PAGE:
The ‘new’ MINI has now been in production for 20 years, with early examples now approaching real modern classic status. Classics World has been joining in with the celebrations
It may feel like the ‘new’ MINI has is a fairly recent addition to the automotive landscape but BMW and its British manufacturing plants in Oxford and Swindon are celebrating 20 years of MINI production this year.
Last week marked two decades since the first new MINI rolled off the line in Oxford on April 26, and while it still divides opinion amongst hardcore classic fans, there’s no denying that early examples have developed a strong following in classic circles.
MINI has now built over five million cars in the UK, with 100,000 of those within 13 months of the car’s launch in 2001. The plants in Oxford and Swindon have been at the heart of their respective communities for 108 and 65 years respectively; each currently employs around 4500 employees, including 130 apprentices, building 1000 MINIs per day – one car every 67 seconds. And in the early 2030s, MINI will be the first BMW Group brand to go fully electric.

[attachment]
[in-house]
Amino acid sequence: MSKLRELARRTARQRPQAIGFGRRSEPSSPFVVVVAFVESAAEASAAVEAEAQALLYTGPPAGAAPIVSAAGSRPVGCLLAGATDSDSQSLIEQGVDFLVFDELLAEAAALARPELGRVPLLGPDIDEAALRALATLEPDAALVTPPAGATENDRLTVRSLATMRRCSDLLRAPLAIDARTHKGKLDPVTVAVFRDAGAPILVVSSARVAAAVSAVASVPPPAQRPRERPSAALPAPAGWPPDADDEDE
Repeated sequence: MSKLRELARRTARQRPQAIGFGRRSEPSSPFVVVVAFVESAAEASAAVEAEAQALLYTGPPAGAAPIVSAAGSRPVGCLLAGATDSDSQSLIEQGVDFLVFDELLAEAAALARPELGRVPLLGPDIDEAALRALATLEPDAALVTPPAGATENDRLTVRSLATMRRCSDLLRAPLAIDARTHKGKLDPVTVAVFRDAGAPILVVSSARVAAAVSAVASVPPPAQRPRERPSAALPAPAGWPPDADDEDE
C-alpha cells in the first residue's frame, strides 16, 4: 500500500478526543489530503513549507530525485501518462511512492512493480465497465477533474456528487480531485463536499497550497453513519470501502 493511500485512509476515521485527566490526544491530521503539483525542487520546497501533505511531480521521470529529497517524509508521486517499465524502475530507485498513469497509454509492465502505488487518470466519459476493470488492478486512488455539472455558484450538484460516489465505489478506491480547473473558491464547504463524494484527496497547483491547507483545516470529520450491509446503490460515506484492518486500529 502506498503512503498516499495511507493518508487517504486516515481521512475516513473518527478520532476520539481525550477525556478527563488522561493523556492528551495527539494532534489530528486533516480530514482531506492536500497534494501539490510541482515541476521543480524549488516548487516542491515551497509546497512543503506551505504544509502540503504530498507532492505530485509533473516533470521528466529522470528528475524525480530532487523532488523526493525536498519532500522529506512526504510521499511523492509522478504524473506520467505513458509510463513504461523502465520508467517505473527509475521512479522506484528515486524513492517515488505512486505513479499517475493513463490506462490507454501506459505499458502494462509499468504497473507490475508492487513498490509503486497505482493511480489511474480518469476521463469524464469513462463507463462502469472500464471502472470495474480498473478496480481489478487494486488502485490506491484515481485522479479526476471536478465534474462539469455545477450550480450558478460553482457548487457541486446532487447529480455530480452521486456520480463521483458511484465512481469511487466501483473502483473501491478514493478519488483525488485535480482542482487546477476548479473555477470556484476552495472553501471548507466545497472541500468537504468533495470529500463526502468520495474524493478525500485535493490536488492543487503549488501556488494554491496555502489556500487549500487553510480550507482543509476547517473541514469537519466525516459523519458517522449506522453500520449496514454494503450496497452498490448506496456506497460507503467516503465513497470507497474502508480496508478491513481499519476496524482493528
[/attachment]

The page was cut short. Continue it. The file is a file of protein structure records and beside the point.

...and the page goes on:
Here at Kelsey Media, we’ve paid our own unique tributes to the MINI’s 20th birthday. This week on our Classics World YouTube channel, Joe takes a close look at an early R50 model and considers whether the MINI deserves classic status (see above).
He explores how the R50 came to be, including its tie-up with Chrysler for the engine and why the Mini’s replacement was never going to be as simple as a facelift. We also explore the more practical Clubman estate with our project car Cooper S variant.
You’ll also find the whole MINI story in a bumper special June/July issue of Performance MINI magazine, available in shops or from the Kelsey shop now. It charts the car’s journey from initial design right through to the present day – and beyond.